BEc (Hons) (Sydney); MA, PhD (UBC)


Garry Barrett is Professor of Economics at the University of Sydney. His main areas of research are labour economics, public economics and econometrics. Grounded in public policy concerns, Garry's research has focused on measuring economic inequality and poverty; applying consumption-based measures of wellbeing; examining participation in income support programs and, more recently, analyzing the determinants of retirement behaviour and household saving. He has undertaken collaborative research and provided expert advice to government departments in Australia, Canada and New Zealand. His work has been published in journals such as Econometrica, Review of Economics and Statistics, Journal of Public Economics, Journal of Econometrics, Journal of Business and Economic Statistics, Review of Income and Wealth, and The Economic Record.

Head of School, School of Economics, University of Sydney, 2018+

Professor of Economics, University of Sydney, 2010+.

Lecturer - Associate Professor, University of New South Wales, Sydney, 1995 – 2010.

Visiting Scholar, Luxembourg Institute of Socio-Economic Research, Belval Esch-sur-Alzette, Luxembourg, 2017.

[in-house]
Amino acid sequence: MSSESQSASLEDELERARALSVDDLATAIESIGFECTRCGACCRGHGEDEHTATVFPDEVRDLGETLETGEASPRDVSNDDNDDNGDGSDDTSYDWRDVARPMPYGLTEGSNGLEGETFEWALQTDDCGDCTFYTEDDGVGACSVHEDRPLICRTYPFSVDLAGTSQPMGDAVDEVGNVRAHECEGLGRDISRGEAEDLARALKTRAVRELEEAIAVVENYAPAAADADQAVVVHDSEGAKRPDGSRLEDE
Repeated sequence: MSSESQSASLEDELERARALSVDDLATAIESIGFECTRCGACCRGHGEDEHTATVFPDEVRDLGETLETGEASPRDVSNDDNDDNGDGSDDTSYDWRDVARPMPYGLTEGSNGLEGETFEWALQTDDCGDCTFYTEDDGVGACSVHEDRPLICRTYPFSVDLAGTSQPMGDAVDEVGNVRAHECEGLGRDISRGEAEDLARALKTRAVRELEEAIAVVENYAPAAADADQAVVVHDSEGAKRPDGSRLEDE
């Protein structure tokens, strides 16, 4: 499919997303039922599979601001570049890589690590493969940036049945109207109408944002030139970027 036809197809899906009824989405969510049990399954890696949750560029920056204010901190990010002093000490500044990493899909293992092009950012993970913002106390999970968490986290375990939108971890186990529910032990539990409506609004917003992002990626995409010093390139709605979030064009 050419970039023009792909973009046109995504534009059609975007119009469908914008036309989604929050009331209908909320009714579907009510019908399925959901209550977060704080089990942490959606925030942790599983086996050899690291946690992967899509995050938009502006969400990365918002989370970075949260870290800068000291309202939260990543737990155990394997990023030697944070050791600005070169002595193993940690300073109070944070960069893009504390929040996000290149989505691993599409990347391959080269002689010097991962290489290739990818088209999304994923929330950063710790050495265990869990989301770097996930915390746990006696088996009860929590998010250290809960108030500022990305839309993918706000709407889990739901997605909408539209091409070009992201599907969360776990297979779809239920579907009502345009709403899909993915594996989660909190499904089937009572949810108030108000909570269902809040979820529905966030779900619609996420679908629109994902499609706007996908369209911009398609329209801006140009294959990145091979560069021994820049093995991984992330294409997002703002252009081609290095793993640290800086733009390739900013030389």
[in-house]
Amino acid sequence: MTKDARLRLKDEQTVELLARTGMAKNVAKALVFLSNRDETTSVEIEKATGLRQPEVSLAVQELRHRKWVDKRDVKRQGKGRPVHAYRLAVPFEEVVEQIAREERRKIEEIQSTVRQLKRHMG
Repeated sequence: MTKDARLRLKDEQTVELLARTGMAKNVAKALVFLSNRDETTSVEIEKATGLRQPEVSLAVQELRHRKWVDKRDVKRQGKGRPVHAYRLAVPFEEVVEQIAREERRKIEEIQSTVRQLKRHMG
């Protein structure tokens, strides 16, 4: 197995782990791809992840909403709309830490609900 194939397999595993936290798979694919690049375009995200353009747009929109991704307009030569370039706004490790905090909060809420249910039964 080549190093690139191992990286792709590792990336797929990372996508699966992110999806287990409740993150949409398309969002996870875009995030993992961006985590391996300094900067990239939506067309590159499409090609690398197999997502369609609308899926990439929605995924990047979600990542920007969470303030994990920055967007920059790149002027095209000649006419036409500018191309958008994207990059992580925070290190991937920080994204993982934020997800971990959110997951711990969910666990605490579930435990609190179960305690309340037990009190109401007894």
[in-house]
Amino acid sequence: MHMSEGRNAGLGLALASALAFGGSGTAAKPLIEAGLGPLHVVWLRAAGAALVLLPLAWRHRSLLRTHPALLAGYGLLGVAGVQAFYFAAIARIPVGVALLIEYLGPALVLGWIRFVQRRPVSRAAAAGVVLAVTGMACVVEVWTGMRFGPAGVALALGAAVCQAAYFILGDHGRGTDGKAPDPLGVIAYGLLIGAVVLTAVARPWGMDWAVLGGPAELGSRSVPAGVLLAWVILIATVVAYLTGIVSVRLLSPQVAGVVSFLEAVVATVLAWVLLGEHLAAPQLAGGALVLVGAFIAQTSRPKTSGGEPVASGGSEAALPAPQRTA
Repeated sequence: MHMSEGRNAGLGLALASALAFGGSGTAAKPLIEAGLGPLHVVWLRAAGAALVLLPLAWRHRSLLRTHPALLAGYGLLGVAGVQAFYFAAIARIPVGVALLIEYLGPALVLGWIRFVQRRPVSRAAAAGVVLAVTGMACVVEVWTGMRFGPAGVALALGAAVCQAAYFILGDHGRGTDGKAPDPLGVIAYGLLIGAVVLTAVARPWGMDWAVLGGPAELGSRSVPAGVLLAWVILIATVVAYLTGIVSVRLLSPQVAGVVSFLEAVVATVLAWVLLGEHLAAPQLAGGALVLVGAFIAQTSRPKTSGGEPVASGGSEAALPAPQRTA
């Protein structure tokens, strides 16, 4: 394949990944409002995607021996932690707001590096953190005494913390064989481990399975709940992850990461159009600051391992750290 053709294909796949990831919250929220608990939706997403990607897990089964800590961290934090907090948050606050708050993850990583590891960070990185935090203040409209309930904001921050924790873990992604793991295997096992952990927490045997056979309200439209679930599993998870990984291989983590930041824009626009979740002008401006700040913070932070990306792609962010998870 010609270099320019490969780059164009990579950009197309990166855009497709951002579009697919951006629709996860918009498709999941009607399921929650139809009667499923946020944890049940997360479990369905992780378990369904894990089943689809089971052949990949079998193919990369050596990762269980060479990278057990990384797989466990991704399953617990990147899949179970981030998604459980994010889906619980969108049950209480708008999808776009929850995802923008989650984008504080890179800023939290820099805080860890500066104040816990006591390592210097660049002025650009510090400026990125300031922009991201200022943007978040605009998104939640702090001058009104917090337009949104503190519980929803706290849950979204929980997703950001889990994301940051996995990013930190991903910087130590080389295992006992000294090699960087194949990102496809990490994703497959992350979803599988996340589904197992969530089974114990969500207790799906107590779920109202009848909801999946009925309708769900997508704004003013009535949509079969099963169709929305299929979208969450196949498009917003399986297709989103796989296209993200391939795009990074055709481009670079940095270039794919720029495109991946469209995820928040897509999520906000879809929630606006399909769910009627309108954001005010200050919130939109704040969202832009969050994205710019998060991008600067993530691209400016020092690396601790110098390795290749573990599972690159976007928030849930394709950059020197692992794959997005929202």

Visiting Fellow, Research School of Social Sciences, Australian National University, 1999.

IZA Research Fellow, 2014+

Editor, The Economic Record, 2015-2020

1. Atalay, K & Barrett, GF 2015, The Impact of Age Pension Eligibility Age on Retirement and Program Dependence: Evidence from an Australian Experiment, Review of Economics and Statistics, 97(1), 71-87.

2. Atalay, K, Barrett, GF and Staneva, S 2019, The effect of retirement on elderly cognitive functioning, Journal of Health Economics, 66, 37-53.

3. Barrett, GF, Donald, SG & Bhattacharya, D 2014, Consistent Nonparametric Tests of Lorenz Dominance, Journal of Business and Economic Statistics, 32(1), 1-13.

4. Barrett, GF & Donald, SG 2003, Consistent Tests for Stochastic Dominance, Econometrica, 71(1), 71-104.

 5. Barrett, GF 2000, The Effect of Educational Attainment on Welfare Dependence: Evidence from Canada, Journal of Public Economics, 77(2), 209-232.